Sphenoeacus afer (Cape grassbird) 

Grasvoël [Afrikaans]; Itshitshi, Udwetya [Xhosa]; Kaapse grasvogel [Dutch]; Sphénoèque du Cap [French]; Kap-grassänger [German]; Felosa do Cabo [Portuguese]

Life > Eukaryotes > Opisthokonta > Metazoa (animals) > Bilateria > Deuterostomia > Chordata > Craniata > Vertebrata (vertebrates)  > Gnathostomata (jawed vertebrates) > Teleostomi (teleost fish) > Osteichthyes (bony fish) > Class: Sarcopterygii (lobe-finned fish) > Stegocephalia (terrestrial vertebrates) > Tetrapoda (four-legged vertebrates) > Reptiliomorpha > Amniota > Reptilia (reptiles) > Romeriida > Diapsida > Archosauromorpha > Archosauria > Dinosauria (dinosaurs) > Saurischia > Theropoda (bipedal predatory dinosaurs) > Coelurosauria > Maniraptora > Aves (birds) > Order: Passeriformes > Family: Sylviidae

Sphenoeacus afer (Cape grassbird)  Sphenoeacus afer (Cape grassbird) 

Cape grassbird, Kleinmond, Western Cape, South Africa. [photo Duncan Robertson ©]

Cape grassbird, Harold Porter Botanical Gardens, South Africa. [photo Trevor Hardaker ©]

Distribution and habitat

Endemic to southern Africa, with the bulk of its population in the Western Cape, Eastern Cape, KwaZulu-Natal, Lesotho, Swaziland and Lempopo Province; it also occurs in Zimbabwe’s eastern highlands. It generally prefers habitats with restios, rank grasses or ferns, such as fynbos and grassland. It also occupies montane forest edges with Bracken (Pteridium aqualinum) and Brier (Smilax anceps).

Distribution of Cape grassbird in southern Africa, based on statistical smoothing of the records from first SA Bird Atlas Project (© Animal Demography unit, University of Cape Town; smoothing by Birgit Erni and Francesca Little). Colours range from dark blue (most common) through to yellow (least common). See here for the latest distribution from the SABAP2.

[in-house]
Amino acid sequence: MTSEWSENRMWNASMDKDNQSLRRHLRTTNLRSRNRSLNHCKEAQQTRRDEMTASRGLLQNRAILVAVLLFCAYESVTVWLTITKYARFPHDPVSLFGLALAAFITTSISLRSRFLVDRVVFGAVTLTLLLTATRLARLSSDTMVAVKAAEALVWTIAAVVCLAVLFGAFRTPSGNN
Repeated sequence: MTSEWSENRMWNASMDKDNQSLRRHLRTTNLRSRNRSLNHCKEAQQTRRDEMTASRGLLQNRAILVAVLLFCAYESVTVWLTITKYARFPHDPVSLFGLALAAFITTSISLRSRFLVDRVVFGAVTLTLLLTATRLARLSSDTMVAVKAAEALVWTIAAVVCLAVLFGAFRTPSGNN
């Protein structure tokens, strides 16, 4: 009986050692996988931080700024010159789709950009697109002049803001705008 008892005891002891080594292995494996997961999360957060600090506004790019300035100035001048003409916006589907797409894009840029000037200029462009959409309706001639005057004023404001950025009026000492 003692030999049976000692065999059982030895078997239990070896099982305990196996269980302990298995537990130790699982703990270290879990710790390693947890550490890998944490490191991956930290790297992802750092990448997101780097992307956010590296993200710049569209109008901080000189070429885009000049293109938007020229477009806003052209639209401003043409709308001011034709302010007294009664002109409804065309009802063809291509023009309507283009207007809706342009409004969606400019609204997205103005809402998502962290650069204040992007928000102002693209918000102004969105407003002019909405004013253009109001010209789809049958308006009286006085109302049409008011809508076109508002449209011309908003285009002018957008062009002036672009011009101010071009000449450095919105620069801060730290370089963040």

Food 

It mainly eats insects, such as beetles, grasshoppers and caterpillars, doing most of its foraging on the ground beneath vegetation.

Breeding

  • The female builds the nest, which is a bowl built of twigs, grass blades, leaves, lined with finer plant material. It is typically concealed near the ground in a tussock of grass or Restio, or just in some tangled vegetation.
  • Egg-laying season is from about July-December in the Western Cape, elsewhere it is from roughly October-April, peaking from October-December.
  • It lays 2-3 eggs, which are incubated solely by the female for approximately 14-18 days.
  • The chicks are fed by both adults, leaving the nest after about 14-16 days.

Threats

Not threatened.

References

  • Hockey PAR, Dean WRJ and Ryan PG 2005. Roberts - Birds of southern Africa, VIIth ed. The Trustees of the John Voelcker Bird Book Fund, Cape Town. 

 

 

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